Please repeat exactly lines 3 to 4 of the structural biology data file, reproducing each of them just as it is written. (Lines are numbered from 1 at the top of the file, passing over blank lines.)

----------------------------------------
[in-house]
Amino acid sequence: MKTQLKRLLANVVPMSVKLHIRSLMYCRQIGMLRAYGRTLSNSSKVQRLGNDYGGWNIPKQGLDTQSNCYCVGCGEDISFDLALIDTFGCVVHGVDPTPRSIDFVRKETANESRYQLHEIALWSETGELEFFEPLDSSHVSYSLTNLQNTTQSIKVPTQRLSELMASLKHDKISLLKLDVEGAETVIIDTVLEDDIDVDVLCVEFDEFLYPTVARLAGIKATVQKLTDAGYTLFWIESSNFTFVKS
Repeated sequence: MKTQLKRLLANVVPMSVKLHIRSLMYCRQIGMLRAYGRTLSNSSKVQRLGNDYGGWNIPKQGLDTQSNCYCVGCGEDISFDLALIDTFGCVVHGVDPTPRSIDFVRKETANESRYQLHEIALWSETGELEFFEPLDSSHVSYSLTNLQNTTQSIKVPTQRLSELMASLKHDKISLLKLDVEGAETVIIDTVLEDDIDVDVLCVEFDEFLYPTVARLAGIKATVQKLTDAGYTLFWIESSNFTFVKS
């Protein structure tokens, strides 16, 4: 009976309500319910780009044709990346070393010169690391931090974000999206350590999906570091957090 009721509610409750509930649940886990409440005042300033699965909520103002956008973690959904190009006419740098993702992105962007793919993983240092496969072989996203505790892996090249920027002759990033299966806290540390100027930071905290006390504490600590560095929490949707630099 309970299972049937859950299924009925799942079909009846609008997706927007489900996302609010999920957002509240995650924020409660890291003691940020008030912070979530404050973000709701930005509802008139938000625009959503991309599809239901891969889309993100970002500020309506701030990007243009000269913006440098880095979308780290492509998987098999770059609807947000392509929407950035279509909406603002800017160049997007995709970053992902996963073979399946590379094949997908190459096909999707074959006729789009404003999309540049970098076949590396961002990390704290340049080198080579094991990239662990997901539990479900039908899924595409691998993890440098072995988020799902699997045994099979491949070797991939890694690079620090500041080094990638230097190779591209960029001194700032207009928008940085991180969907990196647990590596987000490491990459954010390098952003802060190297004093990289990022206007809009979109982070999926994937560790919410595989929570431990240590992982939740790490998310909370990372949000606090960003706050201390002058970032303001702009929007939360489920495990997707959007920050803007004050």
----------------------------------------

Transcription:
Repeated sequence: MKTQLKRLLANVVPMSVKLHIRSLMYCRQIGMLRAYGRTLSNSSKVQRLGNDYGGWNIPKQGLDTQSNCYCVGCGEDISFDLALIDTFGCVVHGVDPTPRSIDFVRKETANESRYQLHEIALWSETGELEFFEPLDSSHVSYSLTNLQNTTQSIKVPTQRLSELMASLKHDKISLLKLDVEGAETVIIDTVLEDDIDVDVLCVEFDEFLYPTVARLAGIKATVQKLTDAGYTLFWIESSNFTFVKS
């Protein structure tokens, strides 16, 4: 009976309500319910780009044709990346070393010169690391931090974000999206350590999906570091957090 009721509610409750509930649940886990409440005042300033699965909520103002956008973690959904190009006419740098993702992105962007793919993983240092496969072989996203505790892996090249920027002759990033299966806290540390100027930071905290006390504490600590560095929490949707630099 309970299972049937859950299924009925799942079909009846609008997706927007489900996302609010999920957002509240995650924020409660890291003691940020008030912070979530404050973000709701930005509802008139938000625009959503991309599809239901891969889309993100970002500020309506701030990007243009000269913006440098880095979308780290492509998987098999770059609807947000392509929407950035279509909406603002800017160049997007995709970053992902996963073979399946590379094949997908190459096909999707074959006729789009404003999309540049970098076949590396961002990390704290340049080198080579094991990239662990997901539990479900039908899924595409691998993890440098072995988020799902699997045994099979491949070797991939890694690079620090500041080094990638230097190779591209960029001194700032207009928008940085991180969907990196647990590596987000490491990459954010390098952003802060190297004093990289990022206007809009979109982070999926994937560790919410595989929570431990240590992982939740790490998310909370990372949000606090960003706050201390002058970032303001702009929007939360489920495990997707959007920050803007004050």